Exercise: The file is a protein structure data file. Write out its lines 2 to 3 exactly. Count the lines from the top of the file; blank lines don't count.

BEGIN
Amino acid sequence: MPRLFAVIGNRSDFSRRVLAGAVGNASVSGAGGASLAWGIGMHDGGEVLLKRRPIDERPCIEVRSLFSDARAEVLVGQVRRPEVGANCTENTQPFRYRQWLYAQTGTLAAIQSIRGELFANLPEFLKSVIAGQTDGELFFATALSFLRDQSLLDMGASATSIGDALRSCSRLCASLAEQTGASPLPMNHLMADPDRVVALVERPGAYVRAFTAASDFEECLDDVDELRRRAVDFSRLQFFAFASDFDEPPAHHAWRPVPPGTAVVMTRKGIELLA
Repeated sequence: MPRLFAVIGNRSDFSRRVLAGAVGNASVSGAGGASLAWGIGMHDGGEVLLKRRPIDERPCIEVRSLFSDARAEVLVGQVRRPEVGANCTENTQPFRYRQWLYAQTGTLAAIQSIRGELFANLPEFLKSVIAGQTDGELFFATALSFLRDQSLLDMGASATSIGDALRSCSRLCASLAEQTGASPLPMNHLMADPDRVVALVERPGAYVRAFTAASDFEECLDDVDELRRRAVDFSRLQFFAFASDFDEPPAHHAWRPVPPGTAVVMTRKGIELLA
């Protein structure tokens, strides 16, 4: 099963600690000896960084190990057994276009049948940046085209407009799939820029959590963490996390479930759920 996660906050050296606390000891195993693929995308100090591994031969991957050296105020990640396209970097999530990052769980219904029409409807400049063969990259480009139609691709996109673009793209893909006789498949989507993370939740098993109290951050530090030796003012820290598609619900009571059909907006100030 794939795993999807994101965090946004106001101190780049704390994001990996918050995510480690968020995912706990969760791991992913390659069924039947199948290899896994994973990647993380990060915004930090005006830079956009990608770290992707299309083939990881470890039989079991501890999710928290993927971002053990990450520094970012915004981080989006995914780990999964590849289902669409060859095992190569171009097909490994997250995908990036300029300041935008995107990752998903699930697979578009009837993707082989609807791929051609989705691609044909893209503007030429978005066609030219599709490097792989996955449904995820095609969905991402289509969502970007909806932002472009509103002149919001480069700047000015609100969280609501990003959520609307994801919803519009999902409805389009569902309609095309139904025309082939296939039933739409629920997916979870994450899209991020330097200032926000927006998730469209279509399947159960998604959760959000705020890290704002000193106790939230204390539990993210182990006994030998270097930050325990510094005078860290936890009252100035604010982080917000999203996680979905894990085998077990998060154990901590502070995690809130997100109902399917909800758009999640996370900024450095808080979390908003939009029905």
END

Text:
Repeated sequence: MPRLFAVIGNRSDFSRRVLAGAVGNASVSGAGGASLAWGIGMHDGGEVLLKRRPIDERPCIEVRSLFSDARAEVLVGQVRRPEVGANCTENTQPFRYRQWLYAQTGTLAAIQSIRGELFANLPEFLKSVIAGQTDGELFFATALSFLRDQSLLDMGASATSIGDALRSCSRLCASLAEQTGASPLPMNHLMADPDRVVALVERPGAYVRAFTAASDFEECLDDVDELRRRAVDFSRLQFFAFASDFDEPPAHHAWRPVPPGTAVVMTRKGIELLA
């Protein structure tokens, strides 16, 4: 099963600690000896960084190990057994276009049948940046085209407009799939820029959590963490996390479930759920 996660906050050296606390000891195993693929995308100090591994031969991957050296105020990640396209970097999530990052769980219904029409409807400049063969990259480009139609691709996109673009793209893909006789498949989507993370939740098993109290951050530090030796003012820290598609619900009571059909907006100030 794939795993999807994101965090946004106001101190780049704390994001990996918050995510480690968020995912706990969760791991992913390659069924039947199948290899896994994973990647993380990060915004930090005006830079956009990608770290992707299309083939990881470890039989079991501890999710928290993927971002053990990450520094970012915004981080989006995914780990999964590849289902669409060859095992190569171009097909490994997250995908990036300029300041935008995107990752998903699930697979578009009837993707082989609807791929051609989705691609044909893209503007030429978005066609030219599709490097792989996955449904995820095609969905991402289509969502970007909806932002472009509103002149919001480069700047000015609100969280609501990003959520609307994801919803519009999902409805389009569902309609095309139904025309082939296939039933739409629920997916979870994450899209991020330097200032926000927006998730469209279509399947159960998604959760959000705020890290704002000193106790939230204390539990993210182990006994030998270097930050325990510094005078860290936890009252100035604010982080917000999203996680979905894990085998077990998060154990901590502070995690809130997100109902399917909800758009999640996370900024450095808080979390908003939009029905």